Restaurants in Massachusetts will face as much as a 90% drop in the availability of whole eggs unless the state legislature tempers a 5-year-old animal-welfare measure that takes effect Jan. 1, government and industry sources are warning.
The supply of some pork products could also be crimped, the experts say.
The situation has even drawn the attention of Gov. Charlie Baker, who warned in a tweet on Tuesday that the situation could add considerable topspin to galloping food inflation.
“Not addressing this egg supply issue will further drive up costs,” the Republican wrote.
At issue is a state law passed via a 2016 ballot referendum that prohibits the sale of eggs within the state from hens kept in less than 1.5 square feet of cage space. The poultry industry’s prevailing standard is 1 square foot of space. Agricultural groups say producers are unprepared to meet the specifications set by the law.
Space requirements were also set for hogs. However, media reports and the comments of stakeholders indicate that pig farmers have less difficulty in meeting those newly set standards.
The measure exempts the sale of products that already contain eggs, such as baked items or heat-and-eat products.
The regulation is similar to California's Proposition 12, which sets per-animal space requirements for pig farmers. That provision, also passed by referendum, similarly takes effect Jan. 1. The California Restaurant Association has teamed up with other trade associations and at least one pork supplier, Kruse & Sons, on a lawsuit seeking to postpone enactment of the measure, citing the expected surge in pork prices that could result. The action notes that pig farmers will need state certification to verify that they're complying with the new standards. That validation system won't be in effect until Jan. 1, 2024. The filing in the Superior Court of California seeks a delay in adoption of Prop 12's requirements until the certification program is in place.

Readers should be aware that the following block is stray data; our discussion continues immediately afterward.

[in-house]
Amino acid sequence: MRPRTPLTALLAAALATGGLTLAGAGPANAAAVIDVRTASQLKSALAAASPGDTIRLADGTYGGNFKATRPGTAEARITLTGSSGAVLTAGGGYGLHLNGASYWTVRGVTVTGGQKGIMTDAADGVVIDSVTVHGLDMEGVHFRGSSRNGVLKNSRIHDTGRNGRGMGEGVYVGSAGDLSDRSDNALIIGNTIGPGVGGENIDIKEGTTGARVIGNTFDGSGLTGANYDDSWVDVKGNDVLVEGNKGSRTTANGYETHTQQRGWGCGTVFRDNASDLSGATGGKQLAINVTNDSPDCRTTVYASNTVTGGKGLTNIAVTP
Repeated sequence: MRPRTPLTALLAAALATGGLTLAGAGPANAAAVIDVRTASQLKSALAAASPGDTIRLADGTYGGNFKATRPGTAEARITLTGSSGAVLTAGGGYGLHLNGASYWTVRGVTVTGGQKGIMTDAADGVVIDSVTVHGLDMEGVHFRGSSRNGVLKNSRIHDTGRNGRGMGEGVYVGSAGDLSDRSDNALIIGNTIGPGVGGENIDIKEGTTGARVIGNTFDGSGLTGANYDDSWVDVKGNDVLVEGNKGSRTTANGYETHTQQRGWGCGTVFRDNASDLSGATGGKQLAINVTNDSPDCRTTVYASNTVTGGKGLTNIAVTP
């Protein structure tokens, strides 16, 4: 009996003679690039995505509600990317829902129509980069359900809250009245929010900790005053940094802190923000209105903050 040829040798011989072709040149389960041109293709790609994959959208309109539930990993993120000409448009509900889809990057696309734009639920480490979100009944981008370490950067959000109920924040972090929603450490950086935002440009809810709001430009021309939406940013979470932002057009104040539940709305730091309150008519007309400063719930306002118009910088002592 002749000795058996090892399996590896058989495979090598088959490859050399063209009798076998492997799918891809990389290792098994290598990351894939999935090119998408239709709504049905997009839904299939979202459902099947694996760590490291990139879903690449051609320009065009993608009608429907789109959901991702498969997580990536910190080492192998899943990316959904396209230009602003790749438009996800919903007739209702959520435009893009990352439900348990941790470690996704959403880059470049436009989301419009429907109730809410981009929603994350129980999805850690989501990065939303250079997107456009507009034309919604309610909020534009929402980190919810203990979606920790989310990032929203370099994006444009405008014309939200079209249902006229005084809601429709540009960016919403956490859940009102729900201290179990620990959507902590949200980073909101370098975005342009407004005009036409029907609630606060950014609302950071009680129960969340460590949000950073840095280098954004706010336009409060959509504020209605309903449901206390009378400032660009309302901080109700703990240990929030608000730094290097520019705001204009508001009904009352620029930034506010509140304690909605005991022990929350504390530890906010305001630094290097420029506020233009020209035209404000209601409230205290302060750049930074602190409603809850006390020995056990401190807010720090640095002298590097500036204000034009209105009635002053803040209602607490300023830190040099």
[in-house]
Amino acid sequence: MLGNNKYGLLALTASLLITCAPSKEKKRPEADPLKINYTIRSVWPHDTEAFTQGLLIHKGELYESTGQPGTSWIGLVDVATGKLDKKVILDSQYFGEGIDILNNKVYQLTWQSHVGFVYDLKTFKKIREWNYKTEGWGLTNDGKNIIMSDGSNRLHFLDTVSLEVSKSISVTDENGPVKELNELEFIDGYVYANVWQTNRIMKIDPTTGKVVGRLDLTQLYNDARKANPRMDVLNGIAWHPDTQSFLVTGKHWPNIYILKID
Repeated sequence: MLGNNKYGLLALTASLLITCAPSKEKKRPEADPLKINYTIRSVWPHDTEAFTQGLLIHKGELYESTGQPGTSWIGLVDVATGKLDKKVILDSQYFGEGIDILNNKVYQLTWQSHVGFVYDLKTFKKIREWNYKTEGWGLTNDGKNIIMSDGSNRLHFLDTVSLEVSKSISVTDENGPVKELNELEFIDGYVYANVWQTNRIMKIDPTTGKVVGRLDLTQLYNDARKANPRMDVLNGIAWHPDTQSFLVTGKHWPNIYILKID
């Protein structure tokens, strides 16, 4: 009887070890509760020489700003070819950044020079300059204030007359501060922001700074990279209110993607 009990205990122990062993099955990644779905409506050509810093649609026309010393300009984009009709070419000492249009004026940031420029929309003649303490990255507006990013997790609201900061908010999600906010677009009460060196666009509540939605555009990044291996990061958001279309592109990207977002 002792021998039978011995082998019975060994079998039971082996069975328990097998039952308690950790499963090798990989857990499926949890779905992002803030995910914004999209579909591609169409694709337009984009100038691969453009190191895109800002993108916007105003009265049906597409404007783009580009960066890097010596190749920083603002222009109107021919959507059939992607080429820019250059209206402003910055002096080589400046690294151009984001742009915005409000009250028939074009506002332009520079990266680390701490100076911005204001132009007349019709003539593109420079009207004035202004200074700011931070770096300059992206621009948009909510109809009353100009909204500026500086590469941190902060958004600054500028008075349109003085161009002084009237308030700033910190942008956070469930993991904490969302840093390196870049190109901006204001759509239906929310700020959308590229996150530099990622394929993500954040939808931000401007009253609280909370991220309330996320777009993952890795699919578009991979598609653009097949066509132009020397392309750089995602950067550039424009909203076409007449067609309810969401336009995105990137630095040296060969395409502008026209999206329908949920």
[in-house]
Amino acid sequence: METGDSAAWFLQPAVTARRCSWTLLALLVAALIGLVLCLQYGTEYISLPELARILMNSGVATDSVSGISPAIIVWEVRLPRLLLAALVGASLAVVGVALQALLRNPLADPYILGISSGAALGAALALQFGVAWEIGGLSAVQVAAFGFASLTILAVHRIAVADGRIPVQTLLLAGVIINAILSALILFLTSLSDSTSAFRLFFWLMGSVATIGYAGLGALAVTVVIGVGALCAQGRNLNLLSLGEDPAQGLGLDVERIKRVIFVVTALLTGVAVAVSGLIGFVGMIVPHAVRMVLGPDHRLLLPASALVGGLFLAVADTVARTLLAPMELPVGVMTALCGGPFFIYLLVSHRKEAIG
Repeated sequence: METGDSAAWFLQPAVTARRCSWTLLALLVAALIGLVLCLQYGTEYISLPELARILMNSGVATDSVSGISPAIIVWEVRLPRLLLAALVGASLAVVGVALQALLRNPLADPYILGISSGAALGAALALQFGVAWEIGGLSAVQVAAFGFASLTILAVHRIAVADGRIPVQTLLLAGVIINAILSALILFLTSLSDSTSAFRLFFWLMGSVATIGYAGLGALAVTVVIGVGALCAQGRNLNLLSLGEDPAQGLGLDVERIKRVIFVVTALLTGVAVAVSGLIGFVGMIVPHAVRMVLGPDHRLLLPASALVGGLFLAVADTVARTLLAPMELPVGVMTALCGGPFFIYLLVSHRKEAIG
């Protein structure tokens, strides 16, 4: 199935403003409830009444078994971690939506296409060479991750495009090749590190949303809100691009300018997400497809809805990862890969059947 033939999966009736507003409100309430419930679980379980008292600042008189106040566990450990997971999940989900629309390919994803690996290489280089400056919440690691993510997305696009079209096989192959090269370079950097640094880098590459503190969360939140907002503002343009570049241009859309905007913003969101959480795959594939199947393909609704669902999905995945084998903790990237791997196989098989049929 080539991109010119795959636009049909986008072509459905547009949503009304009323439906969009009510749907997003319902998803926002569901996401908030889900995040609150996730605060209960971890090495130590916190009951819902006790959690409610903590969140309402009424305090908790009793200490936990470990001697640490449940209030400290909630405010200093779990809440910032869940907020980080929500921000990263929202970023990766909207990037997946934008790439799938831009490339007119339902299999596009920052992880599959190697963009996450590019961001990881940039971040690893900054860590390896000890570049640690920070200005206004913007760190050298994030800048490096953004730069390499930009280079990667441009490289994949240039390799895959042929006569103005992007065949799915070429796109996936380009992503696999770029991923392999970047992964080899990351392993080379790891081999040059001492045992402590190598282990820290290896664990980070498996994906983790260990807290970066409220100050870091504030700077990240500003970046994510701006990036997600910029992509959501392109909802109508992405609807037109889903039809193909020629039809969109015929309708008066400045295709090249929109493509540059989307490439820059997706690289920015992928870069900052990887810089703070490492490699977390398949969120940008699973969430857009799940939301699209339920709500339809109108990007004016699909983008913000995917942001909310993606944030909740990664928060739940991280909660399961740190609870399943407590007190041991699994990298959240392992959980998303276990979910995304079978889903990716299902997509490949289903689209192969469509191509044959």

In Massachusetts, restaurants could still purchase eggs from suppliers who meet the new cage-space standard. But the price is expected to skyrocket because of the overall drop in the supply of in-shell eggs. The New England Brown Egg Council, a group representing the local poultry industry, has warned that availability could drop by as much as 90%. News reports have speculated that the retail price per dozen eggs could hit $5.
Bills tempering the requirements of the referendum have been passed by both chambers of the state legislature, but the legislation is not the same in each.
A six-member committee was formed in October to reconcile the measures. The final version would then need to be approved by both the state House and Senate and passed along to Baker, who has indicated that he would sign it. Democrats hold the majority of seats in both chambers.
Baker has indicated that the legislature has enough time to adjust the pending restrictions before Jan. 1.
“We all want to have a bill on my desk this week or next, and I’m confident lawmakers can set aside their differences and get it done soon,” the governor tweeted.
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